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Wednesday 27 March 2024

Wine menu prices reflect greed, says leading restaurateur

It is not just in Australia that restaurants are under fire for the massive mark-ups of their wine prices. 

“[Some] restaurants charge crazy prices for wines” says one leading French restaurateur, responding to similar criticism.

Parisian restaurant operator Franck Astruc has weighed in on behalf of consumers, the Vitisphere website reported.

Astruc operates the Café des Ternes brasserie, the Café des Beaux-Arts in central Paris, and the Bistrot Faubourg in La Défense.

"When you buy wines for your restaurant and you see the prices displayed by others, you quickly see that it no longer makes any sense," Astruc says. 

"The vast majority of restaurants charge crazy prices for wines, which consumers cannot afford. 

"It is understandable to put a coefficient of 3 on the price of a bottle purchased below €40, but it is not possible above €50. Doubling the price with VAT included is acceptable, it allows a good margin. 

"But let's not go too far. And the accountants can say whatever they want so that I put in more, with this margin we are already making money. But we don't kill customers. Without going below the price of wine merchants."

Many restaurants see wine as a way of making up for losses they make on food.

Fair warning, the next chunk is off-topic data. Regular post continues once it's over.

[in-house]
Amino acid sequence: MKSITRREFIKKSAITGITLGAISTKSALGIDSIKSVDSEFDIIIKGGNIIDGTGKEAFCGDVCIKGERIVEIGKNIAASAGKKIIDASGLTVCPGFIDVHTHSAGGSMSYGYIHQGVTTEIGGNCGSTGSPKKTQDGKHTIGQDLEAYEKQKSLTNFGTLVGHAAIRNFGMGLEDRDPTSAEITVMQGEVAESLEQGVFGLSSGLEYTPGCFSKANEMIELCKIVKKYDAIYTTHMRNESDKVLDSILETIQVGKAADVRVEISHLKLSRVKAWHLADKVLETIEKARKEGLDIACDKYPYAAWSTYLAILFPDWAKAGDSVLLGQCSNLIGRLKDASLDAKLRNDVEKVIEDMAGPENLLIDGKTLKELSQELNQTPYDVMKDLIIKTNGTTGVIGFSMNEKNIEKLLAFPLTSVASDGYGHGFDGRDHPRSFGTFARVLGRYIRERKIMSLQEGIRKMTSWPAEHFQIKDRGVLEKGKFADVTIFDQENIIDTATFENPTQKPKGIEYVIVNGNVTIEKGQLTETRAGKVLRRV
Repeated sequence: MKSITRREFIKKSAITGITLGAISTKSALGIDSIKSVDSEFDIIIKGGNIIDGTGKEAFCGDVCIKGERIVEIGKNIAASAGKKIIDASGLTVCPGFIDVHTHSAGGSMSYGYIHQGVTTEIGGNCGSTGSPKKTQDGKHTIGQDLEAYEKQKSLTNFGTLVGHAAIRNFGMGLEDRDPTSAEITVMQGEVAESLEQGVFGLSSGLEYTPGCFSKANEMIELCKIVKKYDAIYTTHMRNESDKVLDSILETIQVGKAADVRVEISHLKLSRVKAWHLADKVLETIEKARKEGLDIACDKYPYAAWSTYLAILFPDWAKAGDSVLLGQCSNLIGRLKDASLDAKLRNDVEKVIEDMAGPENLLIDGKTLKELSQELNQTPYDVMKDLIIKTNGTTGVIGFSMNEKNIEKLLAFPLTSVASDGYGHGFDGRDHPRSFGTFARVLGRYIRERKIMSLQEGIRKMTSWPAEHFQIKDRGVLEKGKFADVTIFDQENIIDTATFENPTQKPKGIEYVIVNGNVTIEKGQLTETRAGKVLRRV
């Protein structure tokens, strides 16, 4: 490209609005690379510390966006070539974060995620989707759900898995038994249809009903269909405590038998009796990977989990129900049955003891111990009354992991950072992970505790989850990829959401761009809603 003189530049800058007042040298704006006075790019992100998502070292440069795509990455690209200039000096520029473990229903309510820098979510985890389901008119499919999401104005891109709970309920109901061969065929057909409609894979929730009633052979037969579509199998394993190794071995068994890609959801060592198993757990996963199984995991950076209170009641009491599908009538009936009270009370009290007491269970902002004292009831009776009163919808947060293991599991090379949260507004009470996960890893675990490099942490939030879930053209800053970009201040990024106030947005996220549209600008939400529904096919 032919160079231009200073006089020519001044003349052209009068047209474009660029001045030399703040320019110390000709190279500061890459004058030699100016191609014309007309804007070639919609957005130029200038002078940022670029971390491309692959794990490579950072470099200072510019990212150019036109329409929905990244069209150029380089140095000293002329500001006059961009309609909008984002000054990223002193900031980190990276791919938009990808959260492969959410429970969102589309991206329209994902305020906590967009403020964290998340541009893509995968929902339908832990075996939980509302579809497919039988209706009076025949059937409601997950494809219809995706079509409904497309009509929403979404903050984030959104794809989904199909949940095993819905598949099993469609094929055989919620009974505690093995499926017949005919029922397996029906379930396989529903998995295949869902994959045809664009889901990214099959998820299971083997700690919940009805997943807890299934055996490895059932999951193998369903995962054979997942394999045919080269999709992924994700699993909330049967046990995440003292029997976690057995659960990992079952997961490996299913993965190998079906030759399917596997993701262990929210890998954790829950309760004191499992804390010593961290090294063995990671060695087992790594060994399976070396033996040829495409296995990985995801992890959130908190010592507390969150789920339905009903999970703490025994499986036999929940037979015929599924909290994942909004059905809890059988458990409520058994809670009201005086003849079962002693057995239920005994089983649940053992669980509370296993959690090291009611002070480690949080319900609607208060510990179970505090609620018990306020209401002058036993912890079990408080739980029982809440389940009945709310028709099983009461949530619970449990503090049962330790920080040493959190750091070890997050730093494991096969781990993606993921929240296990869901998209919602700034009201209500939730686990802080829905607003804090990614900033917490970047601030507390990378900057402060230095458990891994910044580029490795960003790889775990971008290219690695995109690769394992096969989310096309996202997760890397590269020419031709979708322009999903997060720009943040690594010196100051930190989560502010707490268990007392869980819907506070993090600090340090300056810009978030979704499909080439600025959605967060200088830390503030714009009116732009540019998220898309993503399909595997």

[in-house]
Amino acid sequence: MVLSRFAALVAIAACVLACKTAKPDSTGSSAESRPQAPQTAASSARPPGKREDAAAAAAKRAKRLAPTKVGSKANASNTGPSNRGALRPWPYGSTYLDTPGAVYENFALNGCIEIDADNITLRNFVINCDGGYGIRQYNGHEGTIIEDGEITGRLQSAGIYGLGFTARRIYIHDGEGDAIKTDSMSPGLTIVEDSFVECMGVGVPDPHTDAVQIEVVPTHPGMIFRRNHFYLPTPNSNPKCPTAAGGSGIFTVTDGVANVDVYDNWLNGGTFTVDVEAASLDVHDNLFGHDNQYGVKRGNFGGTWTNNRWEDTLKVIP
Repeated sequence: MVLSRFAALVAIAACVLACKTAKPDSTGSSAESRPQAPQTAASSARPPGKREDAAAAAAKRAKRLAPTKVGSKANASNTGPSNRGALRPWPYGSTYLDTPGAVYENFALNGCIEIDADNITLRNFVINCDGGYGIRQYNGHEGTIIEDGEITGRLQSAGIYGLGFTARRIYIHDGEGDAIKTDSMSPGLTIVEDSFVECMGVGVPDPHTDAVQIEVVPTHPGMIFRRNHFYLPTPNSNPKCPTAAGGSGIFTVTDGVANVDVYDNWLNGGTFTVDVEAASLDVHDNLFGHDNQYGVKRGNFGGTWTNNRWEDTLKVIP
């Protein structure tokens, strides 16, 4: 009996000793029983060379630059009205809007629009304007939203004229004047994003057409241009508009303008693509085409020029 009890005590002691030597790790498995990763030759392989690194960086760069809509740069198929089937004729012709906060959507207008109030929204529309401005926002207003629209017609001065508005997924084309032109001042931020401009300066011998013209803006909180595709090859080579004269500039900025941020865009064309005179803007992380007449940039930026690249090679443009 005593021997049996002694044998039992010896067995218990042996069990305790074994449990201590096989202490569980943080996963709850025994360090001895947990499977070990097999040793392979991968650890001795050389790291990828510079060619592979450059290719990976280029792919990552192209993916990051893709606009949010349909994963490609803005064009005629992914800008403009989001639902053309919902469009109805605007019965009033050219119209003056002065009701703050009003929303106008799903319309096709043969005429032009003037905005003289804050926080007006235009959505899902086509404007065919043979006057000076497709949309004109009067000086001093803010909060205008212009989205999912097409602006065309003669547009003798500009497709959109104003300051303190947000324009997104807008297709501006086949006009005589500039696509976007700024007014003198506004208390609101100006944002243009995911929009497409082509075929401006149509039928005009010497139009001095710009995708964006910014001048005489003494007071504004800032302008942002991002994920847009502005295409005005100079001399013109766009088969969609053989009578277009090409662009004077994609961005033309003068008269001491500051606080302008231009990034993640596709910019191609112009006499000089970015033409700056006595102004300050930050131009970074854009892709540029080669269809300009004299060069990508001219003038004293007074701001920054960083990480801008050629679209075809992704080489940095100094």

"By buying at €100 and selling at €200 we make money even though we have done nothing," says Astruc. 

"We opened and put a bottle on the table with glasses. We didn't get in the tractor to move the earth, we didn't face hail, we didn't have the problems with the vines.. 

"Of course Burgundy wines have increased their prices a lot. 

"Yes it’s expensive, but the winegrowers do 100% of the work. If they put in a 10% increase, we pass it on, so let's not complain too much and think about reducing our margins. 

"The winegrowers sell us at €100 a bottle, but some restaurants put it at €400. They are the ones who are killing the business. We have to look at the long term. 

"My customers buy more wine and send other customers as we are reasonable on prices. I prefer to have a margin that gains sales, rather than a coefficient that leads to a reduction of consumption.

"Restaurants are not obliged to sell wines at stratospheric prices. With an affordable price, the consumer will not buy one bottle, but two."

Image: Daniel Rivera,  

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